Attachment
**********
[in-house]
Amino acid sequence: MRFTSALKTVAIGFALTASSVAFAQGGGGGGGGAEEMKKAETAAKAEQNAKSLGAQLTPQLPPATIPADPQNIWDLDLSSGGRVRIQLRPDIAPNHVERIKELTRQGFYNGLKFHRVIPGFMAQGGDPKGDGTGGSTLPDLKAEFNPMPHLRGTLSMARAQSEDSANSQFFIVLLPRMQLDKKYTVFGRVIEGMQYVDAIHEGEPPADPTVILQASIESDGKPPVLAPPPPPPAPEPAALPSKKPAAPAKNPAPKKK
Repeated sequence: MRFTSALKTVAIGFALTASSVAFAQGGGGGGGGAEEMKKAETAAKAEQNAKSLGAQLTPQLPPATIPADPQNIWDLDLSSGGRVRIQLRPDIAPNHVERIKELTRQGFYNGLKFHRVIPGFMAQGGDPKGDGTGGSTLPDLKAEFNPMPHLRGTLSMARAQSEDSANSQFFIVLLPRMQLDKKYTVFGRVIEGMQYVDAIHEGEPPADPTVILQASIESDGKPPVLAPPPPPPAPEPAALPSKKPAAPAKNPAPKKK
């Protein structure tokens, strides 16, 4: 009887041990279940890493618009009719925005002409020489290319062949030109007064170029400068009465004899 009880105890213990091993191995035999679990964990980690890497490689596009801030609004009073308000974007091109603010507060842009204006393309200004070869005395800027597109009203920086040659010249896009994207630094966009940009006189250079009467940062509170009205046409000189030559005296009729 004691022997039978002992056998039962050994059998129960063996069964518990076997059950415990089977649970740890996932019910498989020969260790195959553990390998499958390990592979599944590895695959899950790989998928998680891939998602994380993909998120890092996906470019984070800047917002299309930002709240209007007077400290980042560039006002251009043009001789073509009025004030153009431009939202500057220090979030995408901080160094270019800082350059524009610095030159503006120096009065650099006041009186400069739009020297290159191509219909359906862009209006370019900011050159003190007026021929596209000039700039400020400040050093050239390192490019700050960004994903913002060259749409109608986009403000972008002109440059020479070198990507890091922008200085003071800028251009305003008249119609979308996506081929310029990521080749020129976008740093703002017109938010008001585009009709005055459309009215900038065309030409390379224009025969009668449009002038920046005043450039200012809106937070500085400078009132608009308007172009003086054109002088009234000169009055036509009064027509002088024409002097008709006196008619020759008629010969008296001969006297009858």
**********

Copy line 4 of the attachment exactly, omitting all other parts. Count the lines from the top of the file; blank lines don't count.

């Protein structure tokens, strides 16, 4: 009887041990279940890493618009009719925005002409020489290319062949030109007064170029400068009465004899 009880105890213990091993191995035999679990964990980690890497490689596009801030609004009073308000974007091109603010507060842009204006393309200004070869005395800027597109009203920086040659010249896009994207630094966009940009006189250079009467940062509170009205046409000189030559005296009729 004691022997039978002992056998039962050994059998129960063996069964518990076997059950415990089977649970740890996932019910498989020969260790195959553990390998499958390990592979599944590895695959899950790989998928998680891939998602994380993909998120890092996906470019984070800047917002299309930002709240209007007077400290980042560039006002251009043009001789073509009025004030153009431009939202500057220090979030995408901080160094270019800082350059524009610095030159503006120096009065650099006041009186400069739009020297290159191509219909359906862009209006370019900011050159003190007026021929596209000039700039400020400040050093050239390192490019700050960004994903913002060259749409109608986009403000972008002109440059020479070198990507890091922008200085003071800028251009305003008249119609979308996506081929310029990521080749020129976008740093703002017109938010008001585009009709005055459309009215900038065309030409390379224009025969009668449009002038920046005043450039200012809106937070500085400078009132608009308007172009003086054109002088009234000169009055036509009064027509002088024409002097008709006196008619020759008629010969008296001969006297009858």